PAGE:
Pressing the Opposing Team in Basketball
Press is short for pressure. Often called a full-court press, this is an attacking defense employed in the backcourt, where the objective is to force a turnover. Usually used after a made basket, the pressing team swarms all over the opponents in the backcourt; if the opponents successfully get the ball past half-court (called breaking the press), the pressing team usually falls back into their normal defense. The strategy of the press is to force the ball handler to make a decision before he wants to.
Pressing can help your team gain both an offensive and defensive advantage. These are instances when you'd want to press:
- The opponent has poor ball-handling ability. A poor ball handler is anyone who makes turnovers.
- To disrupt the opponent's offensive rhythm.
- To increase the tempo of the game. When playing against a slow, methodical team, if you can change the game pace with a press, your offense is more likely to get steals and easy baskets, which helps their confidence.
- Your players believe in it. Arkansas coach Nolan Richardson uses the term "40 Minutes of Hell" to describe playing his team. His players bought into the concept of pressing from start to finish — of turning the game into a war of attrition. If your players love to press and you have the bench depth to do it, pressing is a great way to play. Full-court pressure results in lots of turnovers and, hence, easy baskets. But pressing is also physically demanding and can tire players quickly.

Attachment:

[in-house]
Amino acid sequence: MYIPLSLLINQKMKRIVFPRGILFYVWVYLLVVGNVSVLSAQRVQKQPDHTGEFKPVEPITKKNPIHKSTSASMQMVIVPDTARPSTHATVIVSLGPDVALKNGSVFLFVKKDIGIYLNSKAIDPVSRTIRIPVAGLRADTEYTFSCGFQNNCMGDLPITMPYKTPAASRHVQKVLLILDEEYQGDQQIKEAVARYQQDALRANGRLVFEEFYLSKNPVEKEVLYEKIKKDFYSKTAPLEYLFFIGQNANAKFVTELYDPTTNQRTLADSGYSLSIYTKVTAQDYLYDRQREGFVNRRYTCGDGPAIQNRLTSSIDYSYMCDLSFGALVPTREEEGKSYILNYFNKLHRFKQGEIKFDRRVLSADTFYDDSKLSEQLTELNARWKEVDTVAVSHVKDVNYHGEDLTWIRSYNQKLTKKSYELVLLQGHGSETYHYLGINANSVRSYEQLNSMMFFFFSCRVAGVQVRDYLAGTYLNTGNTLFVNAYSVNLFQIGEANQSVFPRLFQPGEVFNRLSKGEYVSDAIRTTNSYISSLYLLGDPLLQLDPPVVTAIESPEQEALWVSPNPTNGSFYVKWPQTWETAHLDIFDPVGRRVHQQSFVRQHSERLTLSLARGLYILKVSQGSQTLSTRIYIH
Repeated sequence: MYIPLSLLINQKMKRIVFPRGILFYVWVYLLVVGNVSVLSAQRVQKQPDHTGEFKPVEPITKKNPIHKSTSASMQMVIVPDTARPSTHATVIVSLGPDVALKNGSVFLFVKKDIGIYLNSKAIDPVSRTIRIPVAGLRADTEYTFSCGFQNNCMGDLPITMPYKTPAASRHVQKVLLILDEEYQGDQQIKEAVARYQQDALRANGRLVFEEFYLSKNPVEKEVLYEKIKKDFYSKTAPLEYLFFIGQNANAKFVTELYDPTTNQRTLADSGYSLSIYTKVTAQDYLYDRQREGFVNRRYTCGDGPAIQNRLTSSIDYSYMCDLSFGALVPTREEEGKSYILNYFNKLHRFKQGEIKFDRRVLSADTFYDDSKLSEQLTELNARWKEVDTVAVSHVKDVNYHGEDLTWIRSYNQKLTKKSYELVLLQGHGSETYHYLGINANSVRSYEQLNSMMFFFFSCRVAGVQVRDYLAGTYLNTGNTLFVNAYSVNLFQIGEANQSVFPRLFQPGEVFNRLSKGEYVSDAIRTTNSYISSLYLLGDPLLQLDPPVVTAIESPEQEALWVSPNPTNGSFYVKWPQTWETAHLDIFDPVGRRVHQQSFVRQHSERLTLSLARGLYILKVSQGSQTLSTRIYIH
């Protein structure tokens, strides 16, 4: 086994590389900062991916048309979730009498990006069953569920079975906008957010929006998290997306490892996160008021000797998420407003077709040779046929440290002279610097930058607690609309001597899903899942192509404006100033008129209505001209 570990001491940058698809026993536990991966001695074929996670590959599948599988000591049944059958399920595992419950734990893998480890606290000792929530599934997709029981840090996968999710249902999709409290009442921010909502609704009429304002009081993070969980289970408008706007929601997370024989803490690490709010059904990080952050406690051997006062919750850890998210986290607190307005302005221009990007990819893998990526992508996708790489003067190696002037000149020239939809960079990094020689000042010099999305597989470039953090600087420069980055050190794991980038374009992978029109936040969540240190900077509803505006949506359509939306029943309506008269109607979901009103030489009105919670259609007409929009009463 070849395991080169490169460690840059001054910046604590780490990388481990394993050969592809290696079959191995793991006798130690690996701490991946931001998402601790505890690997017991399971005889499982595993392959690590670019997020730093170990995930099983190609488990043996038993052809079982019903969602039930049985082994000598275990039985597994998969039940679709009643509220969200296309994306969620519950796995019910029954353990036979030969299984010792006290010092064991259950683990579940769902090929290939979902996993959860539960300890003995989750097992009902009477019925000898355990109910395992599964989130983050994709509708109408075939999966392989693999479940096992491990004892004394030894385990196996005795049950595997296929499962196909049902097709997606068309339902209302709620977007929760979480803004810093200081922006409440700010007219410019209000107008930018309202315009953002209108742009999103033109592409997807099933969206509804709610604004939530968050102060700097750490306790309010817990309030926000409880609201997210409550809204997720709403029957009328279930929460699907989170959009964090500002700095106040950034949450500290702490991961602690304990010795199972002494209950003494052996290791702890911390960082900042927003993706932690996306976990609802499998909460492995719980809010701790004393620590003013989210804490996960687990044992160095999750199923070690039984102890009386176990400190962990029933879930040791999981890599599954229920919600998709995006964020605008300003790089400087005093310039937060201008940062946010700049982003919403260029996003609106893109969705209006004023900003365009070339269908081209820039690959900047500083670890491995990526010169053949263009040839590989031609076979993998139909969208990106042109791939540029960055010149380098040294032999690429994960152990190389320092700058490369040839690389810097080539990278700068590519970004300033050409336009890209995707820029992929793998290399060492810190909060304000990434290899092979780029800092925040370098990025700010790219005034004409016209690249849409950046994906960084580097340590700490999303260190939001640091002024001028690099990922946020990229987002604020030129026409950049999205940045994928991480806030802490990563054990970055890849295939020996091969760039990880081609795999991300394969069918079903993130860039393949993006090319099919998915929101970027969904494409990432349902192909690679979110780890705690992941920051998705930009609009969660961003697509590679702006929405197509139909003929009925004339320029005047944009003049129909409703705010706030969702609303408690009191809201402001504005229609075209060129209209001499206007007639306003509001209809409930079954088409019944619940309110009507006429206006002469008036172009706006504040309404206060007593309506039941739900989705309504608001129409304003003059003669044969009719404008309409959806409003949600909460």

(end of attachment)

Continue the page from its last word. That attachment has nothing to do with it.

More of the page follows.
- It's something different. Few hoops teams have the athletic ability and bench depth to press all game, hence most teams devote little practice time to breaking the press.
Figures 1 and 2 show two common press formations.
The trap press
This press uses the sideline as a third defender (shown in Figure 3).
The trap press involves three steps:
1. Trap the ball.
After your opponent in-bounds the ball, trap the player who receives the pass. Two players force him toward the sideline. Don't give the player with the ball an opportunity to look for an open teammate; attack the ball immediately.
2. Keep the player surrounded in the trap.
After the player with the ball puts the ball on the floor and begins her dribble, the defender in front of her must force her to the sideline. The inbounds pass defender approaches from behind to effect the trap.
When she picks up her dribble, she should reach in for the ball with two hands to make a pass. If you reach in, reach with one hand on top and the other on the bottom of the ball. If the opportunity to put two hands on the ball — to either steal it or get a held-ball call — is not there, don't risk it.
3. Anticipate the desperation pass.
But do not foul the trapped player.
Teach all your defensive players every spot on the floor in the trap defense so they get a feel for where everyone is supposed to be and they know when to make the interception. The players have more confidence in what their teammates are doing, and you can sub each player in for anyone during a game.